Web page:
Book Reviews

My views about what I read, often programming slanted.



Pragmatic Thinking & Learning

I have a new standard by which all future reading material will measured. Any book that casually mentions lock picking and follows it up with a footnote reference to further reading that will improve your lock picking skills when restricted to an improvised toolset is an instant hit. Pragmatic Thinking & Learning does exactly that. While that description may be a bit of hyperbole (I had to look that word up Andy), the book really does deliver, both on the lock picking references and the great content.

If I had to sum up Pragmatic Thinking & Learning in one sentence it would be: it's a book about how to start thinking about thinking, with a moderate computer programmer slant. If that sounds a bit general, well, it is. A construction worker or anyone else could learn new things that would help them in their jobs and just day to day lives from this book. I know I would love for my teenage foreign exchange student to read it, because she could learn a lot from it. I'm pretty sure this book does exist in many other forms targeted at different groups of people. The advantage of this one is that I get the jokes and metaphors. Hooray for geek humor!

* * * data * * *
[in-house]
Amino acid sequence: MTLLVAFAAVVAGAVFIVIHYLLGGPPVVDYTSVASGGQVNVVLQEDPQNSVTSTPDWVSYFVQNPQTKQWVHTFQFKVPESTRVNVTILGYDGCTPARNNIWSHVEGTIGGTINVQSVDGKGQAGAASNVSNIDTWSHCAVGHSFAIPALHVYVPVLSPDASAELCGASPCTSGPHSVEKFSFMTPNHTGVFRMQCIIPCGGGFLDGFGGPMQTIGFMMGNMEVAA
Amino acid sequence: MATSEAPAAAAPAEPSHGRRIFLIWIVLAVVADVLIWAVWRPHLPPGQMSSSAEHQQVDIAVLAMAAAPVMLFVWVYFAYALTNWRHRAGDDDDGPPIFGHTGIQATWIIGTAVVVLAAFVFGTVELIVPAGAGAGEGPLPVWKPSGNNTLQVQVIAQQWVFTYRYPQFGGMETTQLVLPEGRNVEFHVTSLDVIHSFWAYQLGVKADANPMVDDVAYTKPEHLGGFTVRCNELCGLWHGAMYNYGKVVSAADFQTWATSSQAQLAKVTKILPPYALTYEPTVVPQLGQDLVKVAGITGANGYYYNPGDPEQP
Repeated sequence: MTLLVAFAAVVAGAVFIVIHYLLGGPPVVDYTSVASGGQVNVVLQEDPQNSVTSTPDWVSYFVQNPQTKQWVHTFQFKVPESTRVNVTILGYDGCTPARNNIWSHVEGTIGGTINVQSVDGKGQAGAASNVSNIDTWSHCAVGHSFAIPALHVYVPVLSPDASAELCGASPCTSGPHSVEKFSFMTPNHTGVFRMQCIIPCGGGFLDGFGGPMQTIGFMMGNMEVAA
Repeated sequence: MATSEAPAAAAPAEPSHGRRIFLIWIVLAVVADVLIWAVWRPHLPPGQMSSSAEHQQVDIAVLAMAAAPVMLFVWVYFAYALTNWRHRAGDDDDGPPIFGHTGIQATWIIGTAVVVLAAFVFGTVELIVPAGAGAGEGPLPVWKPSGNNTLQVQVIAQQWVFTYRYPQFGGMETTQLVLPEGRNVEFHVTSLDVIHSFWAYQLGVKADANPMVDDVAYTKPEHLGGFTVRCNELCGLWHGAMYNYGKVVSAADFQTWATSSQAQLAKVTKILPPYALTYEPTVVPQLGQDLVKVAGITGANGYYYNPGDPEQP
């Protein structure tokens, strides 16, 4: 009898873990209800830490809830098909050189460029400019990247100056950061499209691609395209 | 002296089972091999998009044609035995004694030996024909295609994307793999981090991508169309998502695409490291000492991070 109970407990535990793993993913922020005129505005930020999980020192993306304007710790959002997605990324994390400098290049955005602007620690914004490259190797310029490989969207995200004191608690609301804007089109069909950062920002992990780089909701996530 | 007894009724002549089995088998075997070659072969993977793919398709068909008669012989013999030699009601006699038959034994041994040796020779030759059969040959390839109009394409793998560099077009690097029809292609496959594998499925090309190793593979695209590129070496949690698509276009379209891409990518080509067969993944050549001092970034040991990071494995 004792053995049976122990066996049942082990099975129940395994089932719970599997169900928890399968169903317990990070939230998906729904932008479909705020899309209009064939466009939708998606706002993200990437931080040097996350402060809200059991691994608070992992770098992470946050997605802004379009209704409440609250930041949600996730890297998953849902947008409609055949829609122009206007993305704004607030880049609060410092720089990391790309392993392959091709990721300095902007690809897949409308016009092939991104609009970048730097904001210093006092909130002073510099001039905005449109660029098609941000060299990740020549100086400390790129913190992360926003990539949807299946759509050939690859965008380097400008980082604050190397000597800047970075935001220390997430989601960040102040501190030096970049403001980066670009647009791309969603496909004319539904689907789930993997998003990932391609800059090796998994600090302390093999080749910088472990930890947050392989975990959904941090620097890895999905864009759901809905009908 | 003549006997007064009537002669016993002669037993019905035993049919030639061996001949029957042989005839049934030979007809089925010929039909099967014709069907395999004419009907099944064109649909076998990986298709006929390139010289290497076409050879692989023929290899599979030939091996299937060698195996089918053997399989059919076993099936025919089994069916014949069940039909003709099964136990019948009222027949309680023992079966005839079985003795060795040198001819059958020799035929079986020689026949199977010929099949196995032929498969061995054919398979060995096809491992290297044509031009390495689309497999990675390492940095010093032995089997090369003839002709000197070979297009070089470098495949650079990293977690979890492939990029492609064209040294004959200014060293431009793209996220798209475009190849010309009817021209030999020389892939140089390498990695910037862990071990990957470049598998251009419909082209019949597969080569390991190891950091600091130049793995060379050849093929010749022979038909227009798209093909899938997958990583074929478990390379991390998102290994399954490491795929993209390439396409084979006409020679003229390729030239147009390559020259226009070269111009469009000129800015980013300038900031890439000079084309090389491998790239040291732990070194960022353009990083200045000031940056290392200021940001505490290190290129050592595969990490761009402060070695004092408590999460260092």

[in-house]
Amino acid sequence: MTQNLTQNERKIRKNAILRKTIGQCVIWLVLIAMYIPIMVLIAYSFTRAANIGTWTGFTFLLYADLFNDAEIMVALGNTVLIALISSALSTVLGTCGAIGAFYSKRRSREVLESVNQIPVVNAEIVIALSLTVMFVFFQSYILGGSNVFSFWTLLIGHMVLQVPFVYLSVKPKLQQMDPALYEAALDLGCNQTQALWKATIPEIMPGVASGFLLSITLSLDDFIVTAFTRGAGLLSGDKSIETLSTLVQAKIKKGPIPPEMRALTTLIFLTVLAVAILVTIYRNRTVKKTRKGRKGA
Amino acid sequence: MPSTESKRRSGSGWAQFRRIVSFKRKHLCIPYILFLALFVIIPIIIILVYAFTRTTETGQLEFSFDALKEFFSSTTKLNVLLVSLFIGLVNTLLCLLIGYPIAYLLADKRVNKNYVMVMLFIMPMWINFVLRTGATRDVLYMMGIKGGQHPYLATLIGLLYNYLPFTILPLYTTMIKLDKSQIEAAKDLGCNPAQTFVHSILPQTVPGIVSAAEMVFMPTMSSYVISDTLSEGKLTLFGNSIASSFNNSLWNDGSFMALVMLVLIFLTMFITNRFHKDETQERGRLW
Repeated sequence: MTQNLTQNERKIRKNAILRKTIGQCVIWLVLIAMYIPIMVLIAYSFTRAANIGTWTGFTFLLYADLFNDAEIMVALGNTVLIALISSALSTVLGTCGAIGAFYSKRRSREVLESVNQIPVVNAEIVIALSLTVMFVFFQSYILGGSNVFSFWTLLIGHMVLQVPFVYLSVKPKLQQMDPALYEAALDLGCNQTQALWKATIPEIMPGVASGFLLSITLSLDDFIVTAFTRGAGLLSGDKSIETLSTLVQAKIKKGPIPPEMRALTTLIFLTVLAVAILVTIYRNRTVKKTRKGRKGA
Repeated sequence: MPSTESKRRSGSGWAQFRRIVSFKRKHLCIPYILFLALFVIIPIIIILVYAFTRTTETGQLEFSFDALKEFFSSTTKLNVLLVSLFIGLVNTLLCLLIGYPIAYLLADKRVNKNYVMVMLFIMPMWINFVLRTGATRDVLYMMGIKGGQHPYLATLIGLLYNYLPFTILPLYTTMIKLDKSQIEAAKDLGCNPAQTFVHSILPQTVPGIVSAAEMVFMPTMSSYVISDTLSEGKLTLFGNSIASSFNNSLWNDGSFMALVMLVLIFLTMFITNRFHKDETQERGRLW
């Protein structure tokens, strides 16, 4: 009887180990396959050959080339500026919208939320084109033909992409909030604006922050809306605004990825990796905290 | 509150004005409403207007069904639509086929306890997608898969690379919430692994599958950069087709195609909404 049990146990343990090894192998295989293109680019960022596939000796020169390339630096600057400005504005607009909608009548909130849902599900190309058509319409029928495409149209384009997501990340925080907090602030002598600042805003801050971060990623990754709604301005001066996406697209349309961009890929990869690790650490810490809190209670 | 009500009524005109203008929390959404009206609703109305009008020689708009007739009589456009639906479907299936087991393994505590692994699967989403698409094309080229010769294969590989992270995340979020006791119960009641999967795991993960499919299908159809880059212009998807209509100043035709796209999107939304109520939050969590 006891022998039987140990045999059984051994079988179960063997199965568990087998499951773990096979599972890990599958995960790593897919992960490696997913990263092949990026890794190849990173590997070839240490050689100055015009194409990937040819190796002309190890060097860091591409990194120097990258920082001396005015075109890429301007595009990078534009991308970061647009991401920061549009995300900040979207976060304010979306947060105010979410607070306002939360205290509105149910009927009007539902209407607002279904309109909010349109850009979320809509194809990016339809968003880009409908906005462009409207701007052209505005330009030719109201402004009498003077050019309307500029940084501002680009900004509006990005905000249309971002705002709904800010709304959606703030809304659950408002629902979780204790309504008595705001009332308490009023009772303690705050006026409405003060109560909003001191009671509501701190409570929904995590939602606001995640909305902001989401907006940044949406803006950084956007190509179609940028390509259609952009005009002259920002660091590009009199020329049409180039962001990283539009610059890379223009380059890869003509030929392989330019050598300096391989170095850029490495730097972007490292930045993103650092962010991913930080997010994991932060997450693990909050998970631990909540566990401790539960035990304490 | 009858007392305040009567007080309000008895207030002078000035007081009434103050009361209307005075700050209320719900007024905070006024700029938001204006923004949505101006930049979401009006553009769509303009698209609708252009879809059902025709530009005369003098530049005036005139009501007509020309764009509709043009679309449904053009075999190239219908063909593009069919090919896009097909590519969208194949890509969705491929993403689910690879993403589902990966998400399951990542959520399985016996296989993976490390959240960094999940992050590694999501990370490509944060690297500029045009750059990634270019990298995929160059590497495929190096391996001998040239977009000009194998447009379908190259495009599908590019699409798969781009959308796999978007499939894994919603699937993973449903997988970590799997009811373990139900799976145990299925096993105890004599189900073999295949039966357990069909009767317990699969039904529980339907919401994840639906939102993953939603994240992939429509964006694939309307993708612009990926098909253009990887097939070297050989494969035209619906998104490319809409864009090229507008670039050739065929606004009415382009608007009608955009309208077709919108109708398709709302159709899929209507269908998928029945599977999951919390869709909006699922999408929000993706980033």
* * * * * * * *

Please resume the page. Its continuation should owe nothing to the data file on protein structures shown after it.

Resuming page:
Pragmatic Thinking & Learning is very simple in content. It teaches you a lot of the basics about how we think and learn, then gives a boat load of suggestions about how you might use some of this to your advantage. Let's start with the thinking.

A major focus of this book is the Dreyfus Model of Skill Acquisition, which classifies the stages we go through as we acquire new skills. The book goes into quite a bit of detail on how to recognize these stages and what individuals need when they are in each stage.

Another major focus of the classification material is on the two primary modes of thinking used by the human brain. There's a lot of detail on the strengths of each mode and how they do and don't work together.

Lesser topics in this area include finding your Myers-Briggs Type Indicator and your Multiple Intelligence Inventory, other systems of describing your thought processes.